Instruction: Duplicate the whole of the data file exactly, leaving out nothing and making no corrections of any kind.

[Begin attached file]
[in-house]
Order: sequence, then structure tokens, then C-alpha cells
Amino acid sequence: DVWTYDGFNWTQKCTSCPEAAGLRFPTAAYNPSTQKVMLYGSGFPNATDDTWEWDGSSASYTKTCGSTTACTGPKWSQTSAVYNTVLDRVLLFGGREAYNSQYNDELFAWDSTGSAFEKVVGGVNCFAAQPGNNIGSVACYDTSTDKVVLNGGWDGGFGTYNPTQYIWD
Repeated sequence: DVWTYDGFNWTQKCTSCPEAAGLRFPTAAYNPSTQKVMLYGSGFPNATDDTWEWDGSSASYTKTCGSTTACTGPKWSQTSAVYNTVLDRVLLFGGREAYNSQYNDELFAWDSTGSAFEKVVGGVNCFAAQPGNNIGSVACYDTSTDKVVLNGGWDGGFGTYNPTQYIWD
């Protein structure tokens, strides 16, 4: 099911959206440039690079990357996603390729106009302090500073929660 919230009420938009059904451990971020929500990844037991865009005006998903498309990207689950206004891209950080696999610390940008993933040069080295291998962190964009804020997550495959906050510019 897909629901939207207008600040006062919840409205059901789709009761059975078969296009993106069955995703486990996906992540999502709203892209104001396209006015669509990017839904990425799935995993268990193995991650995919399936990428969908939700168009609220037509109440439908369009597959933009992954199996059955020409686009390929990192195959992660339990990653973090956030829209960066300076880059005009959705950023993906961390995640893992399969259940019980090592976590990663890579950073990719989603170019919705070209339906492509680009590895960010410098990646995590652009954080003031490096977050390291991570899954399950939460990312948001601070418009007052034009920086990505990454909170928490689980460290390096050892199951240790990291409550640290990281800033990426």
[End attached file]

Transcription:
[in-house]
Order: sequence, then structure tokens, then C-alpha cells
Amino acid sequence: DVWTYDGFNWTQKCTSCPEAAGLRFPTAAYNPSTQKVMLYGSGFPNATDDTWEWDGSSASYTKTCGSTTACTGPKWSQTSAVYNTVLDRVLLFGGREAYNSQYNDELFAWDSTGSAFEKVVGGVNCFAAQPGNNIGSVACYDTSTDKVVLNGGWDGGFGTYNPTQYIWD
Repeated sequence: DVWTYDGFNWTQKCTSCPEAAGLRFPTAAYNPSTQKVMLYGSGFPNATDDTWEWDGSSASYTKTCGSTTACTGPKWSQTSAVYNTVLDRVLLFGGREAYNSQYNDELFAWDSTGSAFEKVVGGVNCFAAQPGNNIGSVACYDTSTDKVVLNGGWDGGFGTYNPTQYIWD
């Protein structure tokens, strides 16, 4: 099911959206440039690079990357996603390729106009302090500073929660 919230009420938009059904451990971020929500990844037991865009005006998903498309990207689950206004891209950080696999610390940008993933040069080295291998962190964009804020997550495959906050510019 897909629901939207207008600040006062919840409205059901789709009761059975078969296009993106069955995703486990996906992540999502709203892209104001396209006015669509990017839904990425799935995993268990193995991650995919399936990428969908939700168009609220037509109440439908369009597959933009992954199996059955020409686009390929990192195959992660339990990653973090956030829209960066300076880059005009959705950023993906961390995640893992399969259940019980090592976590990663890579950073990719989603170019919705070209339906492509680009590895960010410098990646995590652009954080003031490096977050390291991570899954399950939460990312948001601070418009007052034009920086990505990454909170928490689980460290390096050892199951240790990291409550640290990281800033990426």